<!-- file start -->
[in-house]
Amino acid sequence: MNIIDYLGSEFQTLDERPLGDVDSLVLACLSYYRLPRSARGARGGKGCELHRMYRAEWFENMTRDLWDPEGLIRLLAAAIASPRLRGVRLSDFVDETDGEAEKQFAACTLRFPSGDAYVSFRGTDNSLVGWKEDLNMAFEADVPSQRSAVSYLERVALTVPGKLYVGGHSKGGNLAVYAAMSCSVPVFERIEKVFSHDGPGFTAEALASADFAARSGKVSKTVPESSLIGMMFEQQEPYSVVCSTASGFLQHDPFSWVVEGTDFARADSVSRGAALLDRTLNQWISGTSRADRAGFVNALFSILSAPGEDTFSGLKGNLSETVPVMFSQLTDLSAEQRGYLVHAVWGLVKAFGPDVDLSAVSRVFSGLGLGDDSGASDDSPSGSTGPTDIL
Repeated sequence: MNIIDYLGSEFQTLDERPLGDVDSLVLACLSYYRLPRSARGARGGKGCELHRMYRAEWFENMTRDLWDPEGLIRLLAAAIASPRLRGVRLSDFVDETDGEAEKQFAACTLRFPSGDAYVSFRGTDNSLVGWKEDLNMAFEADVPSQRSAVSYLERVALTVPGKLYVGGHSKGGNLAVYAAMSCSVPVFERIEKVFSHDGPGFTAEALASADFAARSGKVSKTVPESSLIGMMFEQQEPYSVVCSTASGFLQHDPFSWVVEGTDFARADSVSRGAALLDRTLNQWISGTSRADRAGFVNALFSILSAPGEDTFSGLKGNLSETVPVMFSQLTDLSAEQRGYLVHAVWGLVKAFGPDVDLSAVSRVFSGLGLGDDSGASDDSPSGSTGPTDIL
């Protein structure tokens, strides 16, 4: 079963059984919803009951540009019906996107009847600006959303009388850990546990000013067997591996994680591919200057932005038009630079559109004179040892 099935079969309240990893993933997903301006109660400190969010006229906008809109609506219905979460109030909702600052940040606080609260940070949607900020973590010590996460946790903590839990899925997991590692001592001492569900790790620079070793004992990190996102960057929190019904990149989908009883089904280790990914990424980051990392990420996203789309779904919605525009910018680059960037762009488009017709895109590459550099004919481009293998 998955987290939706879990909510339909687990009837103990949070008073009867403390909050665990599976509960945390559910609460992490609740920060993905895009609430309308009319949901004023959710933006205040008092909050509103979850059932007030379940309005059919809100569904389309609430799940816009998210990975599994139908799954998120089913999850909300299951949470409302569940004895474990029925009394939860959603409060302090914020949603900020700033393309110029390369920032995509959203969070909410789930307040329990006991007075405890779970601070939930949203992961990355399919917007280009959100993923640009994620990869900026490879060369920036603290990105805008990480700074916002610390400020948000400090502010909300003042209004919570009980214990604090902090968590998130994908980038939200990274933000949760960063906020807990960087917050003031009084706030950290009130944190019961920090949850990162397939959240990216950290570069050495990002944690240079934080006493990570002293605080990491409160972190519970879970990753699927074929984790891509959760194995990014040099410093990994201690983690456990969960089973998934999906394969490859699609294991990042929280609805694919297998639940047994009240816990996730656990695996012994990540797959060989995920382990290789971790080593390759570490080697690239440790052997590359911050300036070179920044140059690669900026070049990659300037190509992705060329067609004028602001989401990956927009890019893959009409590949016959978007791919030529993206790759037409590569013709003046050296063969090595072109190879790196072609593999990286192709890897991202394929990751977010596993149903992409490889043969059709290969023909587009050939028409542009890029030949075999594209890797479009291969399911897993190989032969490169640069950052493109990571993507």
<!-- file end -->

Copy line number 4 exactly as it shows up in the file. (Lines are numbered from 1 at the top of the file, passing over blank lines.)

């Protein structure tokens, strides 16, 4: 079963059984919803009951540009019906996107009847600006959303009388850990546990000013067997591996994680591919200057932005038009630079559109004179040892 099935079969309240990893993933997903301006109660400190969010006229906008809109609506219905979460109030909702600052940040606080609260940070949607900020973590010590996460946790903590839990899925997991590692001592001492569900790790620079070793004992990190996102960057929190019904990149989908009883089904280790990914990424980051990392990420996203789309779904919605525009910018680059960037762009488009017709895109590459550099004919481009293998 998955987290939706879990909510339909687990009837103990949070008073009867403390909050665990599976509960945390559910609460992490609740920060993905895009609430309308009319949901004023959710933006205040008092909050509103979850059932007030379940309005059919809100569904389309609430799940816009998210990975599994139908799954998120089913999850909300299951949470409302569940004895474990029925009394939860959603409060302090914020949603900020700033393309110029390369920032995509959203969070909410789930307040329990006991007075405890779970601070939930949203992961990355399919917007280009959100993923640009994620990869900026490879060369920036603290990105805008990480700074916002610390400020948000400090502010909300003042209004919570009980214990604090902090968590998130994908980038939200990274933000949760960063906020807990960087917050003031009084706030950290009130944190019961920090949850990162397939959240990216950290570069050495990002944690240079934080006493990570002293605080990491409160972190519970879970990753699927074929984790891509959760194995990014040099410093990994201690983690456990969960089973998934999906394969490859699609294991990042929280609805694919297998639940047994009240816990996730656990695996012994990540797959060989995920382990290789971790080593390759570490080697690239440790052997590359911050300036070179920044140059690669900026070049990659300037190509992705060329067609004028602001989401990956927009890019893959009409590949016959978007791919030529993206790759037409590569013709003046050296063969090595072109190879790196072609593999990286192709890897991202394929990751977010596993149903992409490889043969059709290969023909587009050939028409542009890029030949075999594209890797479009291969399911897993190989032969490169640069950052493109990571993507």